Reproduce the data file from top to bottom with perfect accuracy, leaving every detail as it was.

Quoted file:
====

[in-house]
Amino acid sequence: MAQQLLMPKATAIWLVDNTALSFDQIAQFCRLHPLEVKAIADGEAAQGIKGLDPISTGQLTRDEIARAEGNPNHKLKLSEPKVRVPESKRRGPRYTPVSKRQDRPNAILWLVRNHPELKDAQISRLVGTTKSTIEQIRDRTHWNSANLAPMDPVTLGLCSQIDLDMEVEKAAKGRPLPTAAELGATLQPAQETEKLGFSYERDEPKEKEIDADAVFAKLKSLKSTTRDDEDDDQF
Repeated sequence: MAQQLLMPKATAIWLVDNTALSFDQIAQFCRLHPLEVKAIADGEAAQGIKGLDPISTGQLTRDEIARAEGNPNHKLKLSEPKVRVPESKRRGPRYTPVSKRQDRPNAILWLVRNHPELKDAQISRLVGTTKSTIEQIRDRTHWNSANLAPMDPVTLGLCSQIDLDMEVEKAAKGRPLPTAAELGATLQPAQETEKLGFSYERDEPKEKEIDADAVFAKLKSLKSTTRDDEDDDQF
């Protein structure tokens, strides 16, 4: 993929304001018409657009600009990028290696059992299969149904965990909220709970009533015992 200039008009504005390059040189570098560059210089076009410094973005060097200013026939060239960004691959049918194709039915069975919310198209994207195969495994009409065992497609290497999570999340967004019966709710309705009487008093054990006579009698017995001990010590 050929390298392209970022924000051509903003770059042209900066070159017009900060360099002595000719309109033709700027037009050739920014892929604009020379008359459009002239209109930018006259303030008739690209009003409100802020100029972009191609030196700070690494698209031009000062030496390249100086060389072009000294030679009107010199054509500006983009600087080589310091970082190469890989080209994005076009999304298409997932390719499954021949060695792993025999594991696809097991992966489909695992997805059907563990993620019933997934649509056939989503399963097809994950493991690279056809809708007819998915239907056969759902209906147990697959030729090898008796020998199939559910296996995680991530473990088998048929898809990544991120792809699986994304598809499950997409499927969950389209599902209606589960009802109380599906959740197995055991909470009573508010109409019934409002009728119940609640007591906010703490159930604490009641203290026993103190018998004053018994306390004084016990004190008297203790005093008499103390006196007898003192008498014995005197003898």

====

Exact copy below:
[in-house]
Amino acid sequence: MAQQLLMPKATAIWLVDNTALSFDQIAQFCRLHPLEVKAIADGEAAQGIKGLDPISTGQLTRDEIARAEGNPNHKLKLSEPKVRVPESKRRGPRYTPVSKRQDRPNAILWLVRNHPELKDAQISRLVGTTKSTIEQIRDRTHWNSANLAPMDPVTLGLCSQIDLDMEVEKAAKGRPLPTAAELGATLQPAQETEKLGFSYERDEPKEKEIDADAVFAKLKSLKSTTRDDEDDDQF
Repeated sequence: MAQQLLMPKATAIWLVDNTALSFDQIAQFCRLHPLEVKAIADGEAAQGIKGLDPISTGQLTRDEIARAEGNPNHKLKLSEPKVRVPESKRRGPRYTPVSKRQDRPNAILWLVRNHPELKDAQISRLVGTTKSTIEQIRDRTHWNSANLAPMDPVTLGLCSQIDLDMEVEKAAKGRPLPTAAELGATLQPAQETEKLGFSYERDEPKEKEIDADAVFAKLKSLKSTTRDDEDDDQF
């Protein structure tokens, strides 16, 4: 993929304001018409657009600009990028290696059992299969149904965990909220709970009533015992 200039008009504005390059040189570098560059210089076009410094973005060097200013026939060239960004691959049918194709039915069975919310198209994207195969495994009409065992497609290497999570999340967004019966709710309705009487008093054990006579009698017995001990010590 050929390298392209970022924000051509903003770059042209900066070159017009900060360099002595000719309109033709700027037009050739920014892929604009020379008359459009002239209109930018006259303030008739690209009003409100802020100029972009191609030196700070690494698209031009000062030496390249100086060389072009000294030679009107010199054509500006983009600087080589310091970082190469890989080209994005076009999304298409997932390719499954021949060695792993025999594991696809097991992966489909695992997805059907563990993620019933997934649509056939989503399963097809994950493991690279056809809708007819998915239907056969759902209906147990697959030729090898008796020998199939559910296996995680991530473990088998048929898809990544991120792809699986994304598809499950997409499927969950389209599902209606589960009802109380599906959740197995055991909470009573508010109409019934409002009728119940609640007591906010703490159930604490009641203290026993103190018998004053018994306390004084016990004190008297203790005093008499103390006196007898003192008498014995005197003898």